A wolf isn’t a dog

21 Feb

So, i figured that after making a post about how dogs and wolves are very similar, i should also make a post about how they are not the same, just to clarify that whilst dogs make great pets, wolves most certainly do not. 

 

Whilst wolves and dogs are the same species, and their physical appearance is very similar, it is their instincts and therefore their disposition that are very different. 

 

Physical differences:

When compared to their wolfy relative, dogs have smaller skulls, smaller brains and smaller teeth. The paw of a wolf is approximately double the size of the dog. The legs of a wolf are larger. Wolves have a pre-caudal gland at the base of their tail which is used to mark another wolf as a pack member through the release of a pheromone. This is something that is no longer functioning in dogs.  

Dogs and wolves have different types of movement with the dog having more variety to its gait depending on what it is doing. A wolf’s movement is more of a pace. 

Diet: Wolves need a higher calorie intake, partly due to having a larger brain. Wolves primarily feed on meat and fish whilst dogs are really more of an omnivore as they will eat pretty much anything. That being said, the main portion of their diet should consist of meat. 

Sound: It is thought that a dog’s bark was developed largely as a way of communicating with humans. They have a number of different types of barks used to convey different feelings or emotions, but they can also howl. A wolf however cannot only howl. 

Reproduction: Domestic dogs tend to become sexually mature at a much younger age to wolves. Wolves reach sexual maturity at around two or three years and then leave their pack in search of a mate. Female wolves only come into season once in a year, whilst domestic dogs usually come into heat twice a year. 

Behavioral traits: Whilst both dogs and wolves are social animals and have pack mentality  the wolves are much more social and dependent upon the functioning of their pack. Dogs are more capable of living on their own or with humans as replacement pack members. Generally wolves are much more intelligent that dogs (as mentioned before, they have larger brains). Studies have shown that wolves are more aware of their environment and better at problem solving that dogs. Dogs are much more suited to living with humans, and can be found all over the world where people live. They are much easier to train and seem to want to please humans. Wolves natural instincts are much stronger and so they are not suited to living with humans.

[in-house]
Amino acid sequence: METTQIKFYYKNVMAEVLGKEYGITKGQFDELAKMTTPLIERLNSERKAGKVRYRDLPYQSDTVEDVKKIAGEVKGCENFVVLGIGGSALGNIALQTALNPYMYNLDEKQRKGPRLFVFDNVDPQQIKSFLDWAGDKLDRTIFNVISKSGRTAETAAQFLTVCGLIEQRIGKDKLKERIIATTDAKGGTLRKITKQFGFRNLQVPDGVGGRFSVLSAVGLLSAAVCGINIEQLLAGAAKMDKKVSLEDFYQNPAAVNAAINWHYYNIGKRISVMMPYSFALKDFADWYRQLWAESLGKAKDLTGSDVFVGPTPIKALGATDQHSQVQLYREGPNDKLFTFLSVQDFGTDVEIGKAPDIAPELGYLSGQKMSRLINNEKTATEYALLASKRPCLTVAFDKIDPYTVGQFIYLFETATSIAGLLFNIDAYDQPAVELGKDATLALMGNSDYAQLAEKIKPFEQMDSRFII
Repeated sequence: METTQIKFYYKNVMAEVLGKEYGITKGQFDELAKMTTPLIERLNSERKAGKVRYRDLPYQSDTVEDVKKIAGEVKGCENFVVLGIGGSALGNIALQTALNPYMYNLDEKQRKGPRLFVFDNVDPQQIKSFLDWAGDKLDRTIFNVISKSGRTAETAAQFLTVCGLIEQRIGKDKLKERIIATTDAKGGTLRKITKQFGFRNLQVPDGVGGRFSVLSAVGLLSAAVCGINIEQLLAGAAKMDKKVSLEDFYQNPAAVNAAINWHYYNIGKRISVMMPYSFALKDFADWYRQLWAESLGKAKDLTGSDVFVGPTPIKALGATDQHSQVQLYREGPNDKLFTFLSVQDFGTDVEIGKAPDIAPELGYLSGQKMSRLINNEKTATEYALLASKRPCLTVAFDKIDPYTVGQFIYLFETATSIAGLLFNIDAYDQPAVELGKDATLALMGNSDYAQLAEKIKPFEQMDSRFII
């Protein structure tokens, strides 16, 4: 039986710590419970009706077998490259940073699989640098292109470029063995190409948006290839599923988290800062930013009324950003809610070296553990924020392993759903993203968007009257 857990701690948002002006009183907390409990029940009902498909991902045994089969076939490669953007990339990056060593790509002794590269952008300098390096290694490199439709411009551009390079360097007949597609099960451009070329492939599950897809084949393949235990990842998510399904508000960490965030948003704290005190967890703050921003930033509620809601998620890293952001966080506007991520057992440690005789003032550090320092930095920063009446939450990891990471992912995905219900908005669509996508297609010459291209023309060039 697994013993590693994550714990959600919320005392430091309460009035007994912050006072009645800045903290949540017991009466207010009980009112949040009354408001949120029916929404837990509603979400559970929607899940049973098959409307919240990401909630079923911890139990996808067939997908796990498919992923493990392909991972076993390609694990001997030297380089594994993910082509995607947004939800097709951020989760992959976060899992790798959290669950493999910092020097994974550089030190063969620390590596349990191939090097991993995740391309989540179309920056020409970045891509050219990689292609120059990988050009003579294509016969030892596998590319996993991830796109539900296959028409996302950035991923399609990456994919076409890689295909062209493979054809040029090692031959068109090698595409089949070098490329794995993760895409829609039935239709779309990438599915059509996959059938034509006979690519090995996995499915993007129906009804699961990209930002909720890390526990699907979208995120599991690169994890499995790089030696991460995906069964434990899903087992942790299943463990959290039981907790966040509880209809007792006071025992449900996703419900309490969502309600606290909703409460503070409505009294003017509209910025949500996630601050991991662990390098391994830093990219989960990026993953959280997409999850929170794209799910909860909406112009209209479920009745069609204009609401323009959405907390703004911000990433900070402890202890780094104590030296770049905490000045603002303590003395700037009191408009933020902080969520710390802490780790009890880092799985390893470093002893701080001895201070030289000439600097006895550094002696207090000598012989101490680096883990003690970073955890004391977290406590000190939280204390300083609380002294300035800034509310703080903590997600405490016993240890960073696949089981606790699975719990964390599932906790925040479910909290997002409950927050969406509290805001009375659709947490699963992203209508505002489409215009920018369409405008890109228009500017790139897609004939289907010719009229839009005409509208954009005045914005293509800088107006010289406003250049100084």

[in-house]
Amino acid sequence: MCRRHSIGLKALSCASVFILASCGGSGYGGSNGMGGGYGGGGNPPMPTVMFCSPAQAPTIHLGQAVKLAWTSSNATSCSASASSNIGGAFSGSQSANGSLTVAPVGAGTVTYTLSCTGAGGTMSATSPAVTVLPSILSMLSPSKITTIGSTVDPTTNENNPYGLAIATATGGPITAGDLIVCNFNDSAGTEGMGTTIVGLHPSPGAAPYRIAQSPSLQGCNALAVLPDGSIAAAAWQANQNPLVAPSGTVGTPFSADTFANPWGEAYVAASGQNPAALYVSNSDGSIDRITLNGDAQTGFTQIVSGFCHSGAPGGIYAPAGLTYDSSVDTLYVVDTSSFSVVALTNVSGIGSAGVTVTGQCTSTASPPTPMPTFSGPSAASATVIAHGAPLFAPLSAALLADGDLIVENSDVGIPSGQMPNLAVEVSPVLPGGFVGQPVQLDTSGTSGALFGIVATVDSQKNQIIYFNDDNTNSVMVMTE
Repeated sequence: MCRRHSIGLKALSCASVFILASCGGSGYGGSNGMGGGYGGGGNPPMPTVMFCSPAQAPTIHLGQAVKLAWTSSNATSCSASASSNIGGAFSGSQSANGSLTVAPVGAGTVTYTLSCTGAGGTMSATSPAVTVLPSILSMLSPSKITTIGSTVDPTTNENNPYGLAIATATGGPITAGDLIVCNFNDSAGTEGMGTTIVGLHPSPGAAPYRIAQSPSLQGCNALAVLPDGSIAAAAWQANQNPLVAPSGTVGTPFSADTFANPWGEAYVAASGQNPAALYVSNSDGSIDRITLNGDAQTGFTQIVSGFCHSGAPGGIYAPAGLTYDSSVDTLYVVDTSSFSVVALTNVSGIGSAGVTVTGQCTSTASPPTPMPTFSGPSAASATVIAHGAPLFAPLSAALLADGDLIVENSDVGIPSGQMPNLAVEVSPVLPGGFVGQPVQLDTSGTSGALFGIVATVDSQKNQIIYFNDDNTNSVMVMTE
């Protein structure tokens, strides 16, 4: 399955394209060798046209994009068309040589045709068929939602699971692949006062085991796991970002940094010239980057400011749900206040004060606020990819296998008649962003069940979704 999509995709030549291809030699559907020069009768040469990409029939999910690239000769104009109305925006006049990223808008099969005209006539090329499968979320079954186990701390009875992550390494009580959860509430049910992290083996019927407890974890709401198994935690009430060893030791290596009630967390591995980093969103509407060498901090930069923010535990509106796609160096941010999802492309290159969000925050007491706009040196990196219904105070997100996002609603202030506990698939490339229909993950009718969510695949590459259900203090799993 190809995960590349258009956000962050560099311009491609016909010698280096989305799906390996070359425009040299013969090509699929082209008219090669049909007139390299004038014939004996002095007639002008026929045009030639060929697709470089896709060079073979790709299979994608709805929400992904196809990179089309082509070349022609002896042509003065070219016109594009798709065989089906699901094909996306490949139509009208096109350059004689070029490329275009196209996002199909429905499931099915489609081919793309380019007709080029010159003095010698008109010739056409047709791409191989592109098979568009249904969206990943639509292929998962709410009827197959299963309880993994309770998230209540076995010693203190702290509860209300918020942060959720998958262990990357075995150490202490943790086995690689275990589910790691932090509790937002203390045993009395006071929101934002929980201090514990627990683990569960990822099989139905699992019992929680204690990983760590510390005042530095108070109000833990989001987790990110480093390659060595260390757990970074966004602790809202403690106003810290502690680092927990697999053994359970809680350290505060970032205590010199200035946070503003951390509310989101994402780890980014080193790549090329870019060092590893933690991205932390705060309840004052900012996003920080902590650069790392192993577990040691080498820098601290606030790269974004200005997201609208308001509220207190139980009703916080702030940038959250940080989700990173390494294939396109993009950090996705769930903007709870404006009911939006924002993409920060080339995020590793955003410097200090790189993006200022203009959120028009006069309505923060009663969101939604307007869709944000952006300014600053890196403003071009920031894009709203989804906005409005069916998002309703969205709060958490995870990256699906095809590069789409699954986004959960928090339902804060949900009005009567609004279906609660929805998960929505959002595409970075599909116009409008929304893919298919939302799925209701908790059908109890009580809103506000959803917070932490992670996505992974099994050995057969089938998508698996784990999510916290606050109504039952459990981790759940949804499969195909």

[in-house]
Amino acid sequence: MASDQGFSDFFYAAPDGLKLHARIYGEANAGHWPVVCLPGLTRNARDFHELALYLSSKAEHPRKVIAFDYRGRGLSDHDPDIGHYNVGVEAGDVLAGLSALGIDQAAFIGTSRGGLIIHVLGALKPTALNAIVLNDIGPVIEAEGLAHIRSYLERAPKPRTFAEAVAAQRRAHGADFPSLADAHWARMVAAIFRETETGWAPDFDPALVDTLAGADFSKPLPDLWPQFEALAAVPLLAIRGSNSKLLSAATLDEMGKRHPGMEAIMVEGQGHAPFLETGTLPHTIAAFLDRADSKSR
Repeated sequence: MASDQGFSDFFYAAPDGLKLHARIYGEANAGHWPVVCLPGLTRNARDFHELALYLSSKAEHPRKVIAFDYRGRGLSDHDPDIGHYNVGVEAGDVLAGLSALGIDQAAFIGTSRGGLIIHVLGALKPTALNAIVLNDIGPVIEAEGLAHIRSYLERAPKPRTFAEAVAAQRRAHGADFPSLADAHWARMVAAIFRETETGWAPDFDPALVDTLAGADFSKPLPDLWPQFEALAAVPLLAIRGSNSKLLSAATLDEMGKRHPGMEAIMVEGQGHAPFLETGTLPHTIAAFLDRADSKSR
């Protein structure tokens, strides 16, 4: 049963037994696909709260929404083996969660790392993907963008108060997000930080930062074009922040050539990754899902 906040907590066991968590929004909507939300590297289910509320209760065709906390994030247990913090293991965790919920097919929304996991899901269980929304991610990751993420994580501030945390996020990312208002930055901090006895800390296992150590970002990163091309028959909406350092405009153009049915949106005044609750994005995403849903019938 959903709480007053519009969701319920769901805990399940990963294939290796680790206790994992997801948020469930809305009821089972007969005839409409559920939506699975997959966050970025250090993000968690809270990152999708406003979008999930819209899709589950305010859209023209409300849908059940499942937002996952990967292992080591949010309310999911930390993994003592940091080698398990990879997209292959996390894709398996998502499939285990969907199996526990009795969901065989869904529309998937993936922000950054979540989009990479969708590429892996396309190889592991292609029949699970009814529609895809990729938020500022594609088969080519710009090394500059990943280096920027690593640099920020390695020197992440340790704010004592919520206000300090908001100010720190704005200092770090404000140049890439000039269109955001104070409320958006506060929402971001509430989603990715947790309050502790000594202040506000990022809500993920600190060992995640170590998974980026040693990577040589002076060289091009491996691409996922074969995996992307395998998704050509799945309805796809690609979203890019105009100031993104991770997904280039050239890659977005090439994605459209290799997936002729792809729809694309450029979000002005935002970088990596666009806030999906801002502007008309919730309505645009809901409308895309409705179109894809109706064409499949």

Training: The domestic dog has been around humans for over 10,000 years. We have developed over 400 different breeds all with varying traits and characteristics. It is this that makes them suitable for different tasks and make them highly trainable (some breeds more than others). Wolves however, have maintained their very primitive instincts. 

Hunting ability: Whilst some breeds of domestic dog were created for hunting purposes, domestic dogs have generally lost their hunting ability. Many domestic dogs will get on perfectly well with children, cats and other small animals. Wolves however are much stronger with perfectly adapted teeth for hunting. Their instincts to hunt are strong and it is this that makes them largely un-trainable.

Wolf-dog hybrids:

More correctly known as a wolf-dog cross breed, this is when you get an animal that is half domestic dog and half wolf. The temperament of these animals can be quite unpredictable and they are often found to be quite skittish. After all they only have half of the domestic dogs easy going, people loving temperament. Training these animals require very firm, consistent training and lots of exercise and roaming space. I think if you were to do your research on these animals, the majority of sources would not recommend them as pets. You might think that you want a pet that looks like a wolf so why not get the closest thing, a cross breed, but the unpredictable nature and the difficult training would probably make them unsuitable. There are breeds out there such as the Siberian husky or Alaskan Malumute that often look very wolf like, the difference being that they are domestic dogs and have lived with humans for a long, long time. 

There are times however when these types of animals do become an appropriate part of human life. They often become movie stars or models. These crossbreeds are often trained and used by experts in the movie business where a wolf is needed, but is not suitable. 

 

If you would like to know more, there is plenty of information out there and often documentaries and tv programs. If you have any questions that you would like me to answer, give me a shout and i will do my best to answer them. 

 

http://www.dogbreedinfo.com/wolfhybred.htm

http://www.diffen.com/difference/Dog_vs_Wolf

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